Throughout this six-month period, the one-on-one mentorship meetings continue. CODY provides a support system by which the mentor works with the protégé to help him/her stay on track and committed to their chosen path.


CODY Graduation for Participants

All protégés are invited to the CODY year-end graduation, during which they receive their certificate of completion. Protégés and mentors can also retain their relationship if they choose after the formal program is completed.


You can help CODY by becoming a mentor or a business partner.



Mentor Qualifications:

  • 21 years or older
  • Strong desire to interact with teen/young adult youth
  • Dependable and consistent
  • Desire to be a positive role model, friend, and an important part of a young person’s life

Mentor Commitment:

  • Six to eight hours/month for meetings with Protégé, as well as communication between meetings
  • Attend Mentor orientation
  • Arrange and attend with your protégé at least three career site visits at a mutually agreed upon location
  • Stay in communication with Big Brothers Big Sisters staff, who provide regular follow-up and support

Mentor Benefits:

  • Satisfaction in helping a young adult mature, progress, set and achieve goals
  • Grow connections with community businesses
  • Personal fulfillment through volunteerism
  • Knowing you are positively impacting the life of a young person


BUSINESS PARTNERS (click here for our one page Business Partner summary)

Business Qualifications:

  • Commitment to Santa Barbara Community
  • Willing to participate in long-term vision of community improvement
  • Positive work environment

Business Commitment – Donors:

  • Sponsor one Protégé for one year – $1,500
  • Representative attend Graduation (May and December) (Optional)
  • Dedicated Liaison to CODY project

Business Commitment – Program Partners:

  • Be available to host protégés during path selection process (March – April)
  • Be open to hiring interns, part-time, or full-time employees provided they meet qualifications of the position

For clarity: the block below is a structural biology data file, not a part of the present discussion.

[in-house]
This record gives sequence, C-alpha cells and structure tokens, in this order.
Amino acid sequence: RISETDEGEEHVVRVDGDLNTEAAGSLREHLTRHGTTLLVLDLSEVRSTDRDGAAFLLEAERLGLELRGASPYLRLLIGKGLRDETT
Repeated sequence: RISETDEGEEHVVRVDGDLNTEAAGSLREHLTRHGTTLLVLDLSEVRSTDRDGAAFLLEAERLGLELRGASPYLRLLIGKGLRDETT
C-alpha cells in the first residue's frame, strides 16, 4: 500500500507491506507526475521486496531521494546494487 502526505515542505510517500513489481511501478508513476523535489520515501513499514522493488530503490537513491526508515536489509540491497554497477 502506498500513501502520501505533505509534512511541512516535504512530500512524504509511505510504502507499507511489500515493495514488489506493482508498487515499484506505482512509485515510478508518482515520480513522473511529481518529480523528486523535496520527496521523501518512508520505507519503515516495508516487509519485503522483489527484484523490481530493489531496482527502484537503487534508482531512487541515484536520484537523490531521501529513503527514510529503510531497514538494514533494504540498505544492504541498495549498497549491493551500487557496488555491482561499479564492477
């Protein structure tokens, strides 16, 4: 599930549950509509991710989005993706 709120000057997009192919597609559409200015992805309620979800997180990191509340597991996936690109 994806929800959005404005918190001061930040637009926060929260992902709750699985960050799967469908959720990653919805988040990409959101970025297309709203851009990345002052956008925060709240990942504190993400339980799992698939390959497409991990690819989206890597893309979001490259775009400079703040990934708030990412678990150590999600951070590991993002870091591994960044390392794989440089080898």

• Representative to attend Graduation (May and December) (Optional)
  • Dedicated Liaison to CODY project

Business Benefits:

  • Contribute to the overall improvement of the community and workforce
  • Access to young talent that can enrich your workforce
  • Fulfillment of company charitable goals
  • Knowing you are positively impacting the lives of young people
  • Donations are tax deductible



The positive impact of coaching on protégés has been demonstrated consistently across multiple studies. Business community involvement has also proven to be a win-win for businesses and protégés. A similar project, Beyond School Walls in Philadelphia, which features local businesses hosting youth in their corporate offices, received the following feedback from businesses and mentors:

88% of participating businesses stated that support of Beyond School Walls was good way for their company to invest its resources in the communities in which their employees live and work

93% of mentors reported that spending time with their youth makes them a better person

85% reported that being a mentor makes them feel more connected to their community

60% said that being a mentor gives them an opportunity to practice and improve job-related skills such as communication, listening, leadership and teamwork skills.


If you have questions or would like additional information, please contact:

Owen Grohman

(805) 637-8596